Ruling against Adani Power’s move to terminate its power purchase pact with Gujarat state utility GUVNL on the basis of higher coal prices, the top electricity tribunal has said that sourcing of fuel is the responsibility of the seller and not the buyer.
Adani Power had cancelled the 25-year power purchase agreement with Gujarat Urja Vikas Nigam Limited (GUVNL), citing that it would not be possible to supply electricity at the earlier agreed tariff of Rs 2.35 per unit due to expensive coal prices.
The Appellate Tribunal for Electricity (APTEL) verdict, which could set a precedent in the country’s power sector, comes at a time when many power producers are seeking higher tariffs amid rising coal prices.
The tribunal’s ruling came in response to Adani Power’s appeal against a Gujarat Electricity Regulatory Commission (GERC) decision that power purchase agreements (PPA) cannot be terminated on the basis of the argument that the company was not getting domestic coal supply.
Queries sent to Adani Power seeking comments on the verdict remained unanswered. However, a research report suggested that the company might appeal against the tribunal’s verdict in the Supreme Court.
In 2007, Adani Power had inked a PPA with Gujarat Urja Vikas Nigam Limited for supply of 1,000 MW power at a tariff of Rs 2.35 per unit.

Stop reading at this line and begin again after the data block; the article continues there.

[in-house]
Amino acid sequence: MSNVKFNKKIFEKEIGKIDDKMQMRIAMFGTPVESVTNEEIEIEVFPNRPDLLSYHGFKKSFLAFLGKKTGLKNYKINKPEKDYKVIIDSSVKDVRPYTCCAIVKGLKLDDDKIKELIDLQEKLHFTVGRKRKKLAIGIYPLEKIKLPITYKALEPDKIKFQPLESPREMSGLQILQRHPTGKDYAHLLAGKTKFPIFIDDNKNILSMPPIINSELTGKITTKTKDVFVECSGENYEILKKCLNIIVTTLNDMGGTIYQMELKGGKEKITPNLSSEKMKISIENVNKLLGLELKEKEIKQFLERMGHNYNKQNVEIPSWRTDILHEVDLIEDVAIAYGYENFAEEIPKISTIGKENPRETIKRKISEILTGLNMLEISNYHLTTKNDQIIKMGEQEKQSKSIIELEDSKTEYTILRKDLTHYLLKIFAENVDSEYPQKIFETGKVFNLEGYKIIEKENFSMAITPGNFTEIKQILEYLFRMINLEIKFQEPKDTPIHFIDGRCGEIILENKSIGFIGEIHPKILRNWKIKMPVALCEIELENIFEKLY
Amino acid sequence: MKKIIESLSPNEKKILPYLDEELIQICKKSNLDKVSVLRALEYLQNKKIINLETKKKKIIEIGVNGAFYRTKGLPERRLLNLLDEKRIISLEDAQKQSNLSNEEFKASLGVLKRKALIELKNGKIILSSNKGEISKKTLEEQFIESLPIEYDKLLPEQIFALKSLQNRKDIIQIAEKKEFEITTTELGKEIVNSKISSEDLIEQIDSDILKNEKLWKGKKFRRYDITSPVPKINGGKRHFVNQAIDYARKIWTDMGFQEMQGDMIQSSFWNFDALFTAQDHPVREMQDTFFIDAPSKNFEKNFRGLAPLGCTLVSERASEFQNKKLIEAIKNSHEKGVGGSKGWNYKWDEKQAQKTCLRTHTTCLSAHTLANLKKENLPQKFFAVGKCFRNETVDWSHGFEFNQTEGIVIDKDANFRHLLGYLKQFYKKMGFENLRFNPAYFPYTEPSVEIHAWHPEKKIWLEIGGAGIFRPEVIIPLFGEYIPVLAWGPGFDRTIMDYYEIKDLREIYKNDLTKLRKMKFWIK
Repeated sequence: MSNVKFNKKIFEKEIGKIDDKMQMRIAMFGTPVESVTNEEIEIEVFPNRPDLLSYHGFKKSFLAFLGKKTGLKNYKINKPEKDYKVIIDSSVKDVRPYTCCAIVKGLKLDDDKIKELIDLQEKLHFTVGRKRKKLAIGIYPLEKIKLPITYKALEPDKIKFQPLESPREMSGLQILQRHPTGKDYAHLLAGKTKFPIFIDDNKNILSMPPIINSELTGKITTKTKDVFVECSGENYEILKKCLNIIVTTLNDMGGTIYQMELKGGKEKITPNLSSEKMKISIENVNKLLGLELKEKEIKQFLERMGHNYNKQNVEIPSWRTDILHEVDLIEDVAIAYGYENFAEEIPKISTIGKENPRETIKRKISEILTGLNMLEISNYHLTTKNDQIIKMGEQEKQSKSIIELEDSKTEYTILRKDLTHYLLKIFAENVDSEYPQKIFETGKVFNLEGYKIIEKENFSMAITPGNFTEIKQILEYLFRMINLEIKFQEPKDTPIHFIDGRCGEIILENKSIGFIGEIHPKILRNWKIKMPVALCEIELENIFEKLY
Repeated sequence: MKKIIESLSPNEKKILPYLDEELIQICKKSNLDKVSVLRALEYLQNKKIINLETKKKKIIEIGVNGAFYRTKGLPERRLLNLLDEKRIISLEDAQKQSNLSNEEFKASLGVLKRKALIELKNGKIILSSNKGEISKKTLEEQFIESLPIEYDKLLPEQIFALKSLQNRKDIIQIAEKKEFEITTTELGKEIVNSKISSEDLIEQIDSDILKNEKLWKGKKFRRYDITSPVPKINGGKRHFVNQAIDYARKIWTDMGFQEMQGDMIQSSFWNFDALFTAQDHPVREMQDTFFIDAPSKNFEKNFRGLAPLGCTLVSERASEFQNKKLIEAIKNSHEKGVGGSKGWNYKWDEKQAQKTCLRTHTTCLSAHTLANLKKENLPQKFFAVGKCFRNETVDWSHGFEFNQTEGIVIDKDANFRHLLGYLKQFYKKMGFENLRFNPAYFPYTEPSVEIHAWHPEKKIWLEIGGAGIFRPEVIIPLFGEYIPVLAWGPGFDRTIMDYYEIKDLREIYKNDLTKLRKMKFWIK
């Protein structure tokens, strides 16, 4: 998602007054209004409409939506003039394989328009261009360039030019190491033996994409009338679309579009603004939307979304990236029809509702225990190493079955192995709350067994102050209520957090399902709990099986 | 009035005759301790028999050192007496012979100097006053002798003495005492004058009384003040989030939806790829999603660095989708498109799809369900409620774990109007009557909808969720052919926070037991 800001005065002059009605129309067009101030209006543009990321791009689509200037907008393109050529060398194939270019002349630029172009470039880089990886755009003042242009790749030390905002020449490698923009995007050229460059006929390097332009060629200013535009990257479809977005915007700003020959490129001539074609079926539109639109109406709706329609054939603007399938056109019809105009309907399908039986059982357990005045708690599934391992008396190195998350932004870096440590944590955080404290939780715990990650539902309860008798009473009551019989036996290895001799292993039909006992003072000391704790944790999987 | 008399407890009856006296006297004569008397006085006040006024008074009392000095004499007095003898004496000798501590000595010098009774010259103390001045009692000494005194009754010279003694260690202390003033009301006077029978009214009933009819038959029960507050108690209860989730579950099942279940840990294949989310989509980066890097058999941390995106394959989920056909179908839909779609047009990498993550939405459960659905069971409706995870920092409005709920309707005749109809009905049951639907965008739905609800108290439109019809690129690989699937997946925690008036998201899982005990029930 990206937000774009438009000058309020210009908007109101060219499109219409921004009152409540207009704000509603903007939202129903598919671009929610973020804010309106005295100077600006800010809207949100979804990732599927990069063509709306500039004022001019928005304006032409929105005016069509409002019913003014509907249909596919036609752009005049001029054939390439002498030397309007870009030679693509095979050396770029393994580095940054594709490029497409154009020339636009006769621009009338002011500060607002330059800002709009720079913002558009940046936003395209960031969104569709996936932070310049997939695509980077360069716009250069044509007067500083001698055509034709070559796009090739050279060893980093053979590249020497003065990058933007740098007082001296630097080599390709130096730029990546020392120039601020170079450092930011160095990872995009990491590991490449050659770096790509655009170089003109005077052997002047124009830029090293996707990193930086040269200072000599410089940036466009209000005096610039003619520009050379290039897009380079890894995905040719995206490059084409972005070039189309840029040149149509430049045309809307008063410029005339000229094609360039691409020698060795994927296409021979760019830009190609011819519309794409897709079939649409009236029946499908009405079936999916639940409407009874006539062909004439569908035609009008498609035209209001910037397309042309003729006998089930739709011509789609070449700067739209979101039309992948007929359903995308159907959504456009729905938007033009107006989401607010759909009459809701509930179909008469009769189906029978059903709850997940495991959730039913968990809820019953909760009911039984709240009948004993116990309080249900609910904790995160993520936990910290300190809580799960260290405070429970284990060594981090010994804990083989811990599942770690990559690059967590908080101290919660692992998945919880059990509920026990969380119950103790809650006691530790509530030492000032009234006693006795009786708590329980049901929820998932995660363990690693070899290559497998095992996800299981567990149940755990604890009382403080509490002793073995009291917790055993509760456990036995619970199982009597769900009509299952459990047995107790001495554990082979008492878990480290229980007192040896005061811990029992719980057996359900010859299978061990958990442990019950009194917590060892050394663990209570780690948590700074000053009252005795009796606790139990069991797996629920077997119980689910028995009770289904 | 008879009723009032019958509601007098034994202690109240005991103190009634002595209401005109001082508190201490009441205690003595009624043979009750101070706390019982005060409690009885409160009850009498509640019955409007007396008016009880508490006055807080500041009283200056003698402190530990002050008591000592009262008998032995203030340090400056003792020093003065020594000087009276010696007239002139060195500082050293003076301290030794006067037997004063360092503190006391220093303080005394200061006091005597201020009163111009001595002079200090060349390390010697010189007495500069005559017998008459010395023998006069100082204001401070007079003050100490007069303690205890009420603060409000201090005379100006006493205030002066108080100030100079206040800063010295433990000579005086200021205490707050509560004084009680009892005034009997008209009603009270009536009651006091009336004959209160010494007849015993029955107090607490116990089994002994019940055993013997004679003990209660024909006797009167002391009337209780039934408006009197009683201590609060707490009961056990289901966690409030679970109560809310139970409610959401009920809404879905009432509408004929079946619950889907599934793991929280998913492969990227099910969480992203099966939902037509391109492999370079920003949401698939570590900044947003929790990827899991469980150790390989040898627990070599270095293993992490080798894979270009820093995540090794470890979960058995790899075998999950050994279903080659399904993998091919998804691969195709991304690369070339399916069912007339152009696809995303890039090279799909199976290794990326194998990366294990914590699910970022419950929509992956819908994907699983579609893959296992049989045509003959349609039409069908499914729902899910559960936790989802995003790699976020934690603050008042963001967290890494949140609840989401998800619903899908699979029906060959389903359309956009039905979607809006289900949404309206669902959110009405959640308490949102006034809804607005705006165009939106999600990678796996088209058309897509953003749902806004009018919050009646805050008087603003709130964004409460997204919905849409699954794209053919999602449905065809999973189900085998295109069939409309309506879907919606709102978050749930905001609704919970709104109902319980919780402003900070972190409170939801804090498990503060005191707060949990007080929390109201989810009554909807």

However, in December, 2009, Adani Power decided to terminate the pact, asserting that it could not get domestic supply, making the proposition of supplying electricity at the agreed tariff unviable, especially since imported coal is costlier.
Adani Power was mainly relying on coal supply from Gujarat Mineral Development Corp’s mines in the Morgha block in Chhattisgarh, but the same did not materialise.
As per the tribunal, the PPA was not based on the assumption that Adani Power would get coal from only GMDC.
Noting that it was Adani Power’s responsibility to make arrangements for fuel supply, the order has said the pact termination is not valid.
It was for the appellant (Adani Power) to arrange the coal from any source. It was Adani Enterprises Limited which had represented that it had tied-up with GMDC for supply of coal.
“It also represented that it had tied up for supply of imported coal with various companies in Germany and Japan as a source of fuel supply. Therefore, it is for the appellant to make arrangements for fuel from any source,” the tribunal noted.
The electricity is to be supplied from Adani Power’s 2x660-MW Mundra-II facility.